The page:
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Lets just clarify that the start up wear (a real phenomenon easily demonstrated in a lab) is related not to lack of lubrication, but to the cold engine problem. Water condenses on cold cylinders and combines with combustion byproducts forming carbonic and sulfuric acids. That produces chemical wear and not a mechanic wear. This is why synthetic oils may fall short in corrosion protection as being more viscous in room temp, they will run down and expose metals. Maybe this is why Mobile 1 produces more iron on UOA? Then, lets answer the original question. The optimal wear is achieved with heavier rather than thin oil. The heavier oil will separate moving parts better than thin oil under pressure conditions. The reason thin oils are utilized successfully, is that ZDDP and other additives prevent excessive wear under full metal contact seen in thin oil under pressure (valve train). Thin oils provide better fuel efficiency as they decrease friction at the ring/cylinder interface at the expense of minor increase of friction in valve train and a potentially higher wear under heavy load and high oil temp. Notice that 18 wheelers use 15W40 rather than 0W20. The example of racing is poor as as racing is all about max power at the expense of wear. Racing engines are torn down after each race and rebuilt.
 
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 Originally Posted By: friendly_jacek
Lets just clarify that the start up wear (a real phenomenon easily demonstrated in a lab) is related not to lack of lubrication, but to the cold engine problem. Water condenses on cold cylinders and combines with combustion byproducts forming carbonic and sulfuric acids. That produces chemical wear and not a mechanic wear. This is why synthetic oils may fall short in corrosion protection as being more viscous in room temp, they will run down and expose metals. Maybe this is why Mobile 1 produces more iron on UOA? Then, lets answer the original question. The optimal wear is achieved with heavier rather than thin oil. The heavier oil will separate moving parts better than thin oil under pressure conditions. The reason thin oils are utilized successfully, is that ZDDP and other additives prevent excessive wear under full metal contact seen in thin oil under pressure (valve train). Thin oils provide better fuel efficiency as they decrease friction at the ring/cylinder interface at the expense of minor increase of friction in valve train and a potentially higher wear under heavy load and high oil temp. Notice that 18 wheelers use 15W40 rather than 0W20. The example of racing is poor as as racing is all about max power at the expense of wear. Racing engines are torn down after each race and rebuilt.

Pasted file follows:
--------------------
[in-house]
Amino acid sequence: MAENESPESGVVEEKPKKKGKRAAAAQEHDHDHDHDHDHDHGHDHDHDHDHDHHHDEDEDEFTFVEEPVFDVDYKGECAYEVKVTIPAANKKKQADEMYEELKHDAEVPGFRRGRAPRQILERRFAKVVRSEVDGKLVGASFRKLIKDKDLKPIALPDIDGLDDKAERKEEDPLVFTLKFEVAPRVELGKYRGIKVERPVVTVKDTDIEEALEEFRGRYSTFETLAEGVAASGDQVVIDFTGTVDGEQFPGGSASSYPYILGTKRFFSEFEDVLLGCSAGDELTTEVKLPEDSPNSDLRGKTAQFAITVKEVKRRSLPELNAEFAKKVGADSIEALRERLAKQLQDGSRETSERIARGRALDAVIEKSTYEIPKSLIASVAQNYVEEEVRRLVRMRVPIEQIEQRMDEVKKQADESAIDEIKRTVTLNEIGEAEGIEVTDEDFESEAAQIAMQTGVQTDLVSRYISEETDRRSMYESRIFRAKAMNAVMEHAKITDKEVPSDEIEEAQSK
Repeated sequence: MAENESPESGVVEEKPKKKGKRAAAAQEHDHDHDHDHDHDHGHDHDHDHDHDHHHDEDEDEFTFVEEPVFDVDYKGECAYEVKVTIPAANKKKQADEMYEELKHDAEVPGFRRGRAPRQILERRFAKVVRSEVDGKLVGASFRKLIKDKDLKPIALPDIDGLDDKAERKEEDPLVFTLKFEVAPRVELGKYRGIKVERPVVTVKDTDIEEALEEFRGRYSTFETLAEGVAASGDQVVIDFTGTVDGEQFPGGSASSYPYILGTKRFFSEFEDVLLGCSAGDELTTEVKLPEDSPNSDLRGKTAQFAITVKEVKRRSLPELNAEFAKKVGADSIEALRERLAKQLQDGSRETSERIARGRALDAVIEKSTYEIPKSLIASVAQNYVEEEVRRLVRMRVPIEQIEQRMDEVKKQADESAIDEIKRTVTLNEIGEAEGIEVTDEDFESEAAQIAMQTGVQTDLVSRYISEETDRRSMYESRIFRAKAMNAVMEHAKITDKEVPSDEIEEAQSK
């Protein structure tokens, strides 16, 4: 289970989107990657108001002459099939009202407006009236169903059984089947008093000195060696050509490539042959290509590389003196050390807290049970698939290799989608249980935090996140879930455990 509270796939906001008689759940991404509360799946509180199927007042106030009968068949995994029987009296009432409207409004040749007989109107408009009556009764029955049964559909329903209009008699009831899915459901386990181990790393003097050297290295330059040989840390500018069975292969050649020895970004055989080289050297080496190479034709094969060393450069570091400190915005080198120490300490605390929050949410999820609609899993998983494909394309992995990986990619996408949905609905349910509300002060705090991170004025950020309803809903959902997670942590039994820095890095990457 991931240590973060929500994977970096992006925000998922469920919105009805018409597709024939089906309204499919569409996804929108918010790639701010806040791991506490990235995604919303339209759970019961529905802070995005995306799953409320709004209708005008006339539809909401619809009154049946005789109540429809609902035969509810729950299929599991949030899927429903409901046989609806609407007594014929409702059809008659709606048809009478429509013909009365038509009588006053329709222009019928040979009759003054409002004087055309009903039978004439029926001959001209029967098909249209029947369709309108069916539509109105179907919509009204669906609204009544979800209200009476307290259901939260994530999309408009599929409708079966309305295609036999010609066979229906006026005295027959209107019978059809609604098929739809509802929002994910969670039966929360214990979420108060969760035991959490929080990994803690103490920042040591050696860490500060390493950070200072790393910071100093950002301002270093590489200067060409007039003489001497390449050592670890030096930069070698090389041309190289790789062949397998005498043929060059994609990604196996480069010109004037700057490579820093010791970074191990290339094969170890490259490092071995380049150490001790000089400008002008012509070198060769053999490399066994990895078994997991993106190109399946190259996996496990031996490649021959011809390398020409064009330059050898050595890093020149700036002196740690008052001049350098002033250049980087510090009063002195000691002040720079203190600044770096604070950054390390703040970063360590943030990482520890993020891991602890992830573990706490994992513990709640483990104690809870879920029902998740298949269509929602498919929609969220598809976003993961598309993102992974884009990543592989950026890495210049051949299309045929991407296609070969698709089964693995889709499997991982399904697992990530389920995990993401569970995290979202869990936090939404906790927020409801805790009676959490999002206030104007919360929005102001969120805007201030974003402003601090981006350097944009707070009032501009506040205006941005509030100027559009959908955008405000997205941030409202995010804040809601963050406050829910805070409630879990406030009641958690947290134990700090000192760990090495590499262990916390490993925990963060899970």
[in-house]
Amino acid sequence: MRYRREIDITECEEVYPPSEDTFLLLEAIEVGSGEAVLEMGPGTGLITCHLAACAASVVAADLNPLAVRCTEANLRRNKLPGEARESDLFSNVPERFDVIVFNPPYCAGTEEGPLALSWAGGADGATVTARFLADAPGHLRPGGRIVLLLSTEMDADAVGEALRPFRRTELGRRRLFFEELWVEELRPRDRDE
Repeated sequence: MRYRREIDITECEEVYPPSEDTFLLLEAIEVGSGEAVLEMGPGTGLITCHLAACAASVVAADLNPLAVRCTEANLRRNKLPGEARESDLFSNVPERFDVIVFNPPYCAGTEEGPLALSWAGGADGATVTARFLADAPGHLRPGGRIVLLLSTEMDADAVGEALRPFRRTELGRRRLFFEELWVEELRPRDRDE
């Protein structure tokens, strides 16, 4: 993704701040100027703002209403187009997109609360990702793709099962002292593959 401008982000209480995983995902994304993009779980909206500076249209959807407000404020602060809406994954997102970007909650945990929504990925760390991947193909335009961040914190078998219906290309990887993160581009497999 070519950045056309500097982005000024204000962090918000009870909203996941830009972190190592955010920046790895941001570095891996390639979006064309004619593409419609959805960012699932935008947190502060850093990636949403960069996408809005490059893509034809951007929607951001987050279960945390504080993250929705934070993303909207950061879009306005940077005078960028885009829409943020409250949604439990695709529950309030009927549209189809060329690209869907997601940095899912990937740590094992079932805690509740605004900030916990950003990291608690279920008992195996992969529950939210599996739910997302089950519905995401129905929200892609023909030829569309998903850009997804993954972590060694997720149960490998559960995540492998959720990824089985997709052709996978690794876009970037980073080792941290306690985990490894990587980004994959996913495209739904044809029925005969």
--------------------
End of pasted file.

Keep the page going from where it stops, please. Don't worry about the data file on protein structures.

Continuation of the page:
Very nice post!
 
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 Originally Posted By: friendly_jacek
This is why synthetic oils may fall short in corrosion protection as being more viscous in room temp, they will run down and expose metals. Maybe this is why Mobile 1 produces more iron on UOA?
Bogus information alert!!!
 
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 Originally Posted By: Pablo
 Originally Posted By: friendly_jacek
This is why synthetic oils may fall short in corrosion protection as being more viscous in room temp, they will run down and expose metals. Maybe this is why Mobile 1 produces more iron on UOA?
Bogus information alert!!!
My thoughts exactly! Simply BOGUS!
 
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friendly_jacek. You have some good points. I don't like thin oil's period. I don't care about fuel mileage. I care about engine protection. The best viscosity in my opinion for minimal wear are the Euro A3 0/5w30 oil's. I now have two GM cars with Ecotec engines (2.2 & 2.4). Over in Europe these engines require A3 5w30 oil meeting the GM-LL-A-025 specs with a higher viscosity than the oil's found in North America.
 
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 Originally Posted By: friendly_jacek